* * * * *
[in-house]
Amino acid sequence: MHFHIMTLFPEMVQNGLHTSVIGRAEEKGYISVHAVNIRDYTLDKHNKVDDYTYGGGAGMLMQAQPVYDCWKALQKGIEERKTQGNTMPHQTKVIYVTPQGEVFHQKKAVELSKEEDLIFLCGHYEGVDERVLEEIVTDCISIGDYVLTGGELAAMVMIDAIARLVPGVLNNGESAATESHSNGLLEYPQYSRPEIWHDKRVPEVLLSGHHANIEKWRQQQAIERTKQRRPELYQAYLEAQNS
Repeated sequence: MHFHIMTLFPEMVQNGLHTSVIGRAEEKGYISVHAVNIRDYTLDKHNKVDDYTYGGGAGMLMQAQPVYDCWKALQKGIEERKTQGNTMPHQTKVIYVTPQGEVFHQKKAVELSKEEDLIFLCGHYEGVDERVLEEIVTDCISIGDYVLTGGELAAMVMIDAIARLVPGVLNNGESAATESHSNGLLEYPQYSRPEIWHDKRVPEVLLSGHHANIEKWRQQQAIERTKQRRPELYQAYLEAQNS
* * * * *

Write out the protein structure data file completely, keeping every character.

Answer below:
[in-house]
Amino acid sequence: MHFHIMTLFPEMVQNGLHTSVIGRAEEKGYISVHAVNIRDYTLDKHNKVDDYTYGGGAGMLMQAQPVYDCWKALQKGIEERKTQGNTMPHQTKVIYVTPQGEVFHQKKAVELSKEEDLIFLCGHYEGVDERVLEEIVTDCISIGDYVLTGGELAAMVMIDAIARLVPGVLNNGESAATESHSNGLLEYPQYSRPEIWHDKRVPEVLLSGHHANIEKWRQQQAIERTKQRRPELYQAYLEAQNS
Repeated sequence: MHFHIMTLFPEMVQNGLHTSVIGRAEEKGYISVHAVNIRDYTLDKHNKVDDYTYGGGAGMLMQAQPVYDCWKALQKGIEERKTQGNTMPHQTKVIYVTPQGEVFHQKKAVELSKEEDLIFLCGHYEGVDERVLEEIVTDCISIGDYVLTGGELAAMVMIDAIARLVPGVLNNGESAATESHSNGLLEYPQYSRPEIWHDKRVPEVLLSGHHANIEKWRQQQAIERTKQRRPELYQAYLEAQNS